Monday, 9 January 2012

The Mystery of the Cathedrals

Il Mistero delle Cattedrali (The Mystery of the Cathedrals) is the latest in the White Cube gallery's exhibitions of the German artist Anselm Kiefer's work. On this occasion the show is held at the (relatively) new White Cube Bermondsey gallery (above), as opposed to the Hoxton Square and Masons Yard locations of Kiefer's show of Autumn 2009. This time there are nearly twice as many sculptures as paintings on display, such as Opus Magnum below.

Opus Magnum (2010)

In this work it looks as though the 'snake' has wriggled its way out of or through the base, with curved and straight snake-shaped indentations in it (on the front and back respectively) as if it left its mark on the material.

Fulcanelli finis gloriae mundi (1990)

A recurring theme in Kiefer's work seems to be flight, such as the use of shapes that resemble part of or the whole of areoplanes, for example the wing shape in Fulcanelli finis gloriae mundi (above). Attached to this are what look like cables, but these could also be plant forms with long stalks and dried flower heads? Something else that can be found in Richter's previous work is small (black and white) photographs attached together. In the case of Alkahest (below) the photos are joined to form what looks like liquid pouring from a vessel in a thin trail across the floor.

Alkahest (2009)

Sprache der Vogel (1989)

Sprache der Vogel (Language of the Birds) (above) and Samson (below) return us to the flight theme. In Sprache der Vogel what appears to be the wings of a large bird spread wide from a body of old books, giving the work is wonderfully apt title. The almost surreal Samson reminds me of Tote (Dead), a 1988 painting by Gerhard Richter, recently on display at the Tate Modern. In it the bottom half of a (male?) body is lying on the ground underneath a large boulder.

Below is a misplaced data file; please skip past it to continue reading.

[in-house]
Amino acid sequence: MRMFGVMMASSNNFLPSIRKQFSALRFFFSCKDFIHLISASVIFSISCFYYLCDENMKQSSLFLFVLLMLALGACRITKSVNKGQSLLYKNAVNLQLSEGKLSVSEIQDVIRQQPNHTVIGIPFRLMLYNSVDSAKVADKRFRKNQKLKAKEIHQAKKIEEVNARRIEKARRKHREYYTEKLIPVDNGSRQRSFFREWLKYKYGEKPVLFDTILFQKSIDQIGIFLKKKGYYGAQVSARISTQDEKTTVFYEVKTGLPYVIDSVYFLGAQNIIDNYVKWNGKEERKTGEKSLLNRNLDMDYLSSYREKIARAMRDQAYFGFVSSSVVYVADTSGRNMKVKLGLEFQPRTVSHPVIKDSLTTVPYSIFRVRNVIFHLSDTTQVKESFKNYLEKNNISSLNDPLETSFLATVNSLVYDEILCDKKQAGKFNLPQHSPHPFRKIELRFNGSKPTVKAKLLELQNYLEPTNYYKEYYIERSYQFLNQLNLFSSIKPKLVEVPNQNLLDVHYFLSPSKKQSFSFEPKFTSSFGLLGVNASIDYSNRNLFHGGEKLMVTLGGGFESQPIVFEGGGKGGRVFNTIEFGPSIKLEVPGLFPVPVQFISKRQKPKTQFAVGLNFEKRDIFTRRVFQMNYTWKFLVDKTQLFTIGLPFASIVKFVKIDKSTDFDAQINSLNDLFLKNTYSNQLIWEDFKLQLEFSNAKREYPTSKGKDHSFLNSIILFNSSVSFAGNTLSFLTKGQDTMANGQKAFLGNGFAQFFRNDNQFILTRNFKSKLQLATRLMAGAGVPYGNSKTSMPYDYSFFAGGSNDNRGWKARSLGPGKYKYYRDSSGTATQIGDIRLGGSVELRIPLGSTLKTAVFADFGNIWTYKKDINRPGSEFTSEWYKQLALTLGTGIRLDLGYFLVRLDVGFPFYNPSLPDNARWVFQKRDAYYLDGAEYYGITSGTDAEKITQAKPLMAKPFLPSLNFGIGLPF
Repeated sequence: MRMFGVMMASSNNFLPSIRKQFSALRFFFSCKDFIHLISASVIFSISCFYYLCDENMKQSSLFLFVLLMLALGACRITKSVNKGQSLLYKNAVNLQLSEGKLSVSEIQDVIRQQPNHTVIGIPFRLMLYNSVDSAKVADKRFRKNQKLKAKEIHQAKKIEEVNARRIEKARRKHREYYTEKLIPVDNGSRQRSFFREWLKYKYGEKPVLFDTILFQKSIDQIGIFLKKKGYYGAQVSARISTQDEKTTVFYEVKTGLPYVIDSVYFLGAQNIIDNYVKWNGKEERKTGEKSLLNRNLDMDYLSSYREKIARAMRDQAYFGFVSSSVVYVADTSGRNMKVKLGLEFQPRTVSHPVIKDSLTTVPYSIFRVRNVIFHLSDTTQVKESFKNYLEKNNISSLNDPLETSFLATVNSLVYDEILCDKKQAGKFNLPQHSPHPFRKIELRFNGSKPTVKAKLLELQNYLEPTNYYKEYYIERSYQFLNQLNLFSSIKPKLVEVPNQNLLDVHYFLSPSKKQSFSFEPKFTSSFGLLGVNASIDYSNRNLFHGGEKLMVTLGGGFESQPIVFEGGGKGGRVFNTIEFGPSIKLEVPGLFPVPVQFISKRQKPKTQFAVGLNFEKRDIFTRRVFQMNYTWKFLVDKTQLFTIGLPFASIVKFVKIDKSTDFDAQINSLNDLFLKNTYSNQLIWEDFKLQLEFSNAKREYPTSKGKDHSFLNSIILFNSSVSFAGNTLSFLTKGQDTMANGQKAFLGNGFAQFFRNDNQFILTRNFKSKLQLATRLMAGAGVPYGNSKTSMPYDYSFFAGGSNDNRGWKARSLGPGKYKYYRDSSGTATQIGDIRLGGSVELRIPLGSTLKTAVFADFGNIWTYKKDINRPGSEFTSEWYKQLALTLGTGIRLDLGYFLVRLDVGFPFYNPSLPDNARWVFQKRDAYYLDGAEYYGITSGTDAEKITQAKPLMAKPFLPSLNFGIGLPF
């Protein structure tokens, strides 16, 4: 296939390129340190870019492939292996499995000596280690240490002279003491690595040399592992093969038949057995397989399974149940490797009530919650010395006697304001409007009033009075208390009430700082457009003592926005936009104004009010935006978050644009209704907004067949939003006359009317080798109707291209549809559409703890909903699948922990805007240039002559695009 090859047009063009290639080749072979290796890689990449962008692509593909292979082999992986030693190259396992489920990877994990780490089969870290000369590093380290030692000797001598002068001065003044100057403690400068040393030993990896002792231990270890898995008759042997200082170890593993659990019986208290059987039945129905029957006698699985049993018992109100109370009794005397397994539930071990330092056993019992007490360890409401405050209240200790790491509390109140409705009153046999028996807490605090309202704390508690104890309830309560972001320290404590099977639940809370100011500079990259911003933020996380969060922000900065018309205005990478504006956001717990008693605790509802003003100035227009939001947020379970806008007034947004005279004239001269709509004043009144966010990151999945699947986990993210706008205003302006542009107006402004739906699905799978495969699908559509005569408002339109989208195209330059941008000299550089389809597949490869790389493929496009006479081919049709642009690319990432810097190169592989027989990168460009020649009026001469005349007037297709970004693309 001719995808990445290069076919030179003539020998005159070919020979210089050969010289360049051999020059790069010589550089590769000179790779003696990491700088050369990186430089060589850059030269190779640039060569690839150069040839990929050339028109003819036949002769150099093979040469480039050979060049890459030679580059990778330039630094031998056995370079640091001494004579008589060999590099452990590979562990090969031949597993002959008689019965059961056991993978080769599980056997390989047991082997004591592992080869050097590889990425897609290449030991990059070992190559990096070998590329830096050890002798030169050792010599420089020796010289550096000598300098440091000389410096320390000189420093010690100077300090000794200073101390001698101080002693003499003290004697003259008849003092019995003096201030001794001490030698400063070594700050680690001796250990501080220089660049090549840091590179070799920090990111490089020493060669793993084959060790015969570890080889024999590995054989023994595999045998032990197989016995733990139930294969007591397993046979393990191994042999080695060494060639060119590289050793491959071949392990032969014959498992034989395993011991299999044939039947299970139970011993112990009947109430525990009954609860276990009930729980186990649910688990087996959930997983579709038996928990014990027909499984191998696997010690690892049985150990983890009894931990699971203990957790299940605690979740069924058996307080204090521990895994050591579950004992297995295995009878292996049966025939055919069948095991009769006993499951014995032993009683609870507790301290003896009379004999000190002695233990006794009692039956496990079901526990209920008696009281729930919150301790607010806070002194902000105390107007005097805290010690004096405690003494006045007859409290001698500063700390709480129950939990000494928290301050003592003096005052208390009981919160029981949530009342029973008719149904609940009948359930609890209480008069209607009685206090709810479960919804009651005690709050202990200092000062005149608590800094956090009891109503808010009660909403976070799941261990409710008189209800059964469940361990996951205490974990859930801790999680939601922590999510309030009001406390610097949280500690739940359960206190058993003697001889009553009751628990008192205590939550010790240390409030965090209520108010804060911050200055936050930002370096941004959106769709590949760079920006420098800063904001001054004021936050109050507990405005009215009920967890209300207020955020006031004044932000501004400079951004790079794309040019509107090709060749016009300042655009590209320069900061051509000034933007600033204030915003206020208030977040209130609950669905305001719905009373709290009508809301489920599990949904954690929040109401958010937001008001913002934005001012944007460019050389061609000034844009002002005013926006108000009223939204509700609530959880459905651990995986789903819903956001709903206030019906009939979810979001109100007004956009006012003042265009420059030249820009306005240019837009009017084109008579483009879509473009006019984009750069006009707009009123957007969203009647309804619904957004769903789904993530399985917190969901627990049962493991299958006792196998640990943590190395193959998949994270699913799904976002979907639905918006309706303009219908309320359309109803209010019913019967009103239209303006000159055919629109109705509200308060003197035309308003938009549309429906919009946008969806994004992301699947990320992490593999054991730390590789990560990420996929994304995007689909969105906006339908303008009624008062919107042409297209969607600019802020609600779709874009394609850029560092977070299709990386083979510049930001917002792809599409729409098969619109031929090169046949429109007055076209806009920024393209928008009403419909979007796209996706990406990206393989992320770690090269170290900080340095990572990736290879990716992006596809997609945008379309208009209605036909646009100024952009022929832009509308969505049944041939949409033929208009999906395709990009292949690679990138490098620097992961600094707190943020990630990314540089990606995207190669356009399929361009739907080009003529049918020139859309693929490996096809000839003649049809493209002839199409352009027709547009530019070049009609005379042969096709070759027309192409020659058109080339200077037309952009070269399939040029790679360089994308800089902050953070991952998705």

Samson (2010)

Though the works that had the biggest impact on me in this exhibition were Kiefer's large scale paintings. The sheer scale of them as you enter the room, the smell of the oil paint as you get closer and Kiefer's repeated use of three dimensional obects on them. These objects include a decaying brick 'wall', a 'satellite dish', a metal pram and in the case of Il Mistero delle Cattedrali (below) a crane-like structure and a small boulder.

Il Mistero delle Cattredrali (2010-11)

As is often the case with Kiefer's paintings there is the contrast between really seeing the layers and texture of the paint close up, in contrast to the form and detail of the works becoming apparent when viewing them from a distance. This makes the White Cube Bermondsey, with its large rooms and high ceilings, an ideal location for this exhibition.


  1. nicely written. I am currently writing a review about this exhibition, and it is funny to see that, although it seems such a complex body of work, the final overwhelming impression is the same for every spectator..Kiefer really accomlished to impress us and to touch our deepest thoughts and emotions through an almost inexplicable work.

  2. Hello.
    Thanks for reading my blog and for your compliment.
    Its an interesting exhibition, although I was probably more impressed by his previous 'Karfunkelfee'/'The Fertile Crescent' shows at the other 2 White Cube galleries in 2009 (which I wrote a researched/proper review for!).